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Uncommon Cacao

Linking organic cacao farmers with specialty chocolate makers to maximize incomes

  • Company
  • Agriculture
  • Latin America
  • 2016
  • Active

The challenge

Ninety percent of the world’s cocoa – the main ingredient in chocolate – is produced by smallholder farmers living under $2 a day. Despite a growing demand for premium chocolate, smallholder cacao farmers remain impoverished because the vast majority of profits from this nearly $100 billion booming global industry are going to big manufacturers and middlemen, rather than to producers. As a result of stagnant, low incomes, more and more farmers are either abandoning cacao for more lucrative crops, or producing poor-quality beans that must be sold at below market prices.

The innovation

Uncommon Cacao connects smallholder organic cacao farmers to specialty chocolate makers through direct, transparent relationships. Its “farmer-up approach” business model starts with buying fresh cacao beans directly from farmers, paying them a higher price than they would otherwise receive from selling into the non-premium cocoa supply chain. The company then oversees the fermentation and drying process to ensure the highest standards of quality and flavor are met for delivery to some of the world’s best new chocolate makers. By working directly with local producers and responsible exporters, Uncommon Cacao cuts out exploitative middlemen to drive maximum profits to farmers.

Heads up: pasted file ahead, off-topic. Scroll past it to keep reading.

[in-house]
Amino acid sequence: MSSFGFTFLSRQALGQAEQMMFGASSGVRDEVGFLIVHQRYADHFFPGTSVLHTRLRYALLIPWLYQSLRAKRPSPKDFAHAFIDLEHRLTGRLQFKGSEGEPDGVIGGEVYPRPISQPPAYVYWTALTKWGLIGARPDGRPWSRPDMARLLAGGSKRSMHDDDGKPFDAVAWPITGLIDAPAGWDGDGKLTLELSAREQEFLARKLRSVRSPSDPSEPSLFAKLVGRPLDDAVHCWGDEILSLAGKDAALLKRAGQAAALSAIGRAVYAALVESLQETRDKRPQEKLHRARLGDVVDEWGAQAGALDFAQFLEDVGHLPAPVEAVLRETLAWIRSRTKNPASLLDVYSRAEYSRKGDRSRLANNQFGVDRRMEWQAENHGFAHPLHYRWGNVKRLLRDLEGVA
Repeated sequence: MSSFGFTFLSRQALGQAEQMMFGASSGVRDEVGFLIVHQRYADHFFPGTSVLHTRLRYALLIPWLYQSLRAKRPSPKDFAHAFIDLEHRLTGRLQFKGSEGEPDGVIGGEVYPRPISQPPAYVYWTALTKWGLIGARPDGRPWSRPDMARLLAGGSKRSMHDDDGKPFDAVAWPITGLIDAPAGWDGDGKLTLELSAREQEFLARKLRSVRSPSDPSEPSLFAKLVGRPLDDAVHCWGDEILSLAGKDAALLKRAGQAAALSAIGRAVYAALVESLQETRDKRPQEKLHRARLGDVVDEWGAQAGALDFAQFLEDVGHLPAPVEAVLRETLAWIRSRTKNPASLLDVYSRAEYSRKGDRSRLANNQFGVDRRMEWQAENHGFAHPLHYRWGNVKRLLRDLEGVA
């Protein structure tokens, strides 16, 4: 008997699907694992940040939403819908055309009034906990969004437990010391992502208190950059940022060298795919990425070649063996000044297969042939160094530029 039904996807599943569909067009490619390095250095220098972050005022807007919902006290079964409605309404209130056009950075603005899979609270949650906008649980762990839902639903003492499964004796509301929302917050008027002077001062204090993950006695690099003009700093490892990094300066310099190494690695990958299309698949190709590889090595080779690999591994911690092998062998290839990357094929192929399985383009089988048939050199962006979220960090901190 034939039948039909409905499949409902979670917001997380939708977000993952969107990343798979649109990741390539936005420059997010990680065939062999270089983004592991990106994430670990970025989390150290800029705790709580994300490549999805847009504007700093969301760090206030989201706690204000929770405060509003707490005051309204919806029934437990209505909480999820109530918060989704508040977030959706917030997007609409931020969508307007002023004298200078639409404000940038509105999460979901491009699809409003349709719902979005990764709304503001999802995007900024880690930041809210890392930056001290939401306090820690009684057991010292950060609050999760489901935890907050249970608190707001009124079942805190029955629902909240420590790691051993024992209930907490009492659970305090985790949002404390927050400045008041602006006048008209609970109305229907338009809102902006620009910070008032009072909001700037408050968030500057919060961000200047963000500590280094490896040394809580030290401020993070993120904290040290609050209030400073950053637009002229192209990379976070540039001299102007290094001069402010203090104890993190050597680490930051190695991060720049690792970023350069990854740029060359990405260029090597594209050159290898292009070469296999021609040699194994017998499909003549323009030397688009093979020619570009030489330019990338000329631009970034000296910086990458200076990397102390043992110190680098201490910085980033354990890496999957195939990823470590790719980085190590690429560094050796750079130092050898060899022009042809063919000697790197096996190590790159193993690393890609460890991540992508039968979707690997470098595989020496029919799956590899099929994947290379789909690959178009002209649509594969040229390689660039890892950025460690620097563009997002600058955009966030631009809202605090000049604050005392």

The impact

More than ninety percent of Uncommon Cacao’s farmer customers live on less than $2 a day. By buying transparently sourced, high-quality cacao beans directly from local farmers and cooperatives in order to sell to premium and craft chocolate makers worldwide, Uncommon Cacao is creating direct links between smallholder farmers and the global chocolate industry. By integrating them into a more equitable supply chain for premium cacao, Uncommon Cacao is enabling low-income farmers to stabilize and increase their incomes by more than 100%. The company aims to directly impact more than 10,000 farmers over the next three years, with an impact of nearly 50,000 lives.